Clement was a prolific writer and his school began to attract many students. His followers included the father of Origen, and Origen himself became a student of Clement and eventually became the master of the school in Alexandria. Cement was one of three Fathers of the Church, along with Hippolytus of Rome and Tertullian of Carthage, writing against the various heresies of their time. This was the time in which various Gnostic schools were making their gains. Hippolytus wrote the text Refutation of All Heresies in which he analyzed each heresy and showed how each could be traced to a different Greek philosophical school, and therefore rejected. Tertullian had a background in law, and he used his skills in his book On Prescription Against Heretics to prove that the heretics had no right to use the Christian scriptures because they were usurpers and latecomers whose sects had come into being long after the Church was formed. Clement's contribution to the debate was to show that Platonism and scripture could be combined to demonstrate not dualism but the harmony and goodness of the universe. Clement believed that the institutions of society, such as marriage, were good in themselves. Most Gnostic groups taught that sin was a defect of nature and that the things of this world, in fact, all matter, were evil and prevented one from experiencing God. Clement taught that sin was not the result of a defect in nature, but a defect of will. He taught that wealth in itself was not evil since it could be used for the good of the community, which was the opposite of Tertullian's teaching that wealth was sin. The various Gnostic groups taught that there was a secret gnosis, or knowledge, which only certain people were able to understand, and that only those with this gnosis would be saved. Gnostics believed that the world was evil and that the world of spirit was superior. They wanted salvation from the world instead of the salvation of the world. Cement agreed that a gnosis, or spiritual understanding, was the chief element of Christianity, but he believed that this gnosis was there in the faith of the Church. Cement had great respect for the intellect and for scholarship, and he had a lot of problems with some Alexandrian Christians. There were a group of Christians in Alexandria who had no use at all for philosophy or philosophical Christians. They were anti-intellectual and suspicious of educated Christians (sound familiar?) Clement came to dislike these people who called themselves orthodox. He wrote: The so-called orthodox are like beasts that work out of fear. They do good works without knowing what they are doing. They are as scared of Greek philosophy as they are of actor's masks, fearing it would lead them astray. They are dumb animals that have to be driven by fear. Clement said that one would not get anywhere if one tried to tell educated Greek catechumens that the Greek poets were inspired by the devil: The earth is the Lord's and the fullness thereof, and anyone who seeks to help catechumens, especially if they are Greeks, must not shrink from scholarly study. Clement's combination of Platonism and Christianity was continued by Origen, and their understanding of the transcendence of the Creator was the root of the Alexandrian school's emphasis on the divinity of Christ, which became the basis of the theological battles between the Patriarchates of Alexandria and Antioch.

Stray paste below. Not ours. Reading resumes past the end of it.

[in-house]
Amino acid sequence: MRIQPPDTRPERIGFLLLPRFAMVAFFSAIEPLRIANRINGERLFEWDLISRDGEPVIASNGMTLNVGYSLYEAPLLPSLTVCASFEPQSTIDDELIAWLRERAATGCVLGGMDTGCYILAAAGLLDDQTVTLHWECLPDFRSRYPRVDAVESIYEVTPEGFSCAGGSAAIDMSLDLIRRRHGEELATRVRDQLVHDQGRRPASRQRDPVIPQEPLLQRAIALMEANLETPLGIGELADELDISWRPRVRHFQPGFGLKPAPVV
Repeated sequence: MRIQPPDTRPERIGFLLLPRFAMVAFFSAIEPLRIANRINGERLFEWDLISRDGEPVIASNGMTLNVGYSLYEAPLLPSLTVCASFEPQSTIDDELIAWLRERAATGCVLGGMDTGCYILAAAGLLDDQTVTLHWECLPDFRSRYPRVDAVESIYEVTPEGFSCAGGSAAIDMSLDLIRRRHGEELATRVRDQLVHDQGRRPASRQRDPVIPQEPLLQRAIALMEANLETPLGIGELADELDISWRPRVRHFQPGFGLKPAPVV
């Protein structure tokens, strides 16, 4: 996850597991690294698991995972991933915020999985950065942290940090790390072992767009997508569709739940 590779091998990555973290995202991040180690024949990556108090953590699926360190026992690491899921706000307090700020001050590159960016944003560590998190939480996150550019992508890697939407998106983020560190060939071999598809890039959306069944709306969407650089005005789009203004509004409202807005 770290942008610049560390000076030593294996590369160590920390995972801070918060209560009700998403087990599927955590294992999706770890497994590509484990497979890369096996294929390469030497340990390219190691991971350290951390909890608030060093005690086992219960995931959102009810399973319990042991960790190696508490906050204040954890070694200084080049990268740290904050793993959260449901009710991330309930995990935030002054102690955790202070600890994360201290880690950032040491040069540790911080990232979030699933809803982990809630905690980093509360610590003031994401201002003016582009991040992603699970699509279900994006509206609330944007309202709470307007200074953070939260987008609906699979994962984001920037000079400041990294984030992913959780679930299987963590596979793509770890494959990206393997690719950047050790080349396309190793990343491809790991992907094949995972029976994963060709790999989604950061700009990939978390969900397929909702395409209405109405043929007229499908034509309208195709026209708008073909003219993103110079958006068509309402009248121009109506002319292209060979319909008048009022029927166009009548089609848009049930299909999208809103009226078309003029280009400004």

By the year 200 Clement had built up a flourishing community of well-educated Alexandrians, secure in their faith and willing to defend themselves against the arguments of the pagans and Gnostics. A savage persecution broke out in Alexandria in the year 202; Clement wrote of "roastings, impalings and beheadings" taking place in Alexandria at that time. Origen's father was martyred in the persecution, and Origen, a young teenager, so wanted to wear the crown of martyrdom that his mother had to hide his clothes to keep him in the house, safe! Cement left Alexandria during the persecution, traveling through Syria to Cappadocia. His name does appear on the early martyrologies, and he may have been martyred on December 5, 202, possibly in Antioch.

Clement also wrote hymns, and the Hymnal 1940 contains translations of two of his hymns: #81 "Sunset to Sunrise Changes Now" and #362 "Master of Eager Youth." He also wrote several apologies. Clement was able to make the faith attractive to the intellectuals of his time, and so he could be considered the patron saint of intellectual Christians. He demonstrated that Christianity could be an optimistic and rational creed that made the highest demands of human morality, while requiring acceptance of the rule of the Church and its essential articles of faith.


Paul said...

Great post, Padre. I borrowed the quote about the so-called orthodox from your comment at Jake's place and posted it at mine. Wanted to spotlight it.

I am not well-suited to the academic world, though I love good scholarship. A double-doctoral-dropout, I give thanks for Clement's approach to things. Optimistic and rational sounds good to me.

Keep up da good work!

June Butler said...

Beautiful, El Padre. I gave you a link. I'm going to start charging you ad fees for all the publicity I give you on your early saints posts.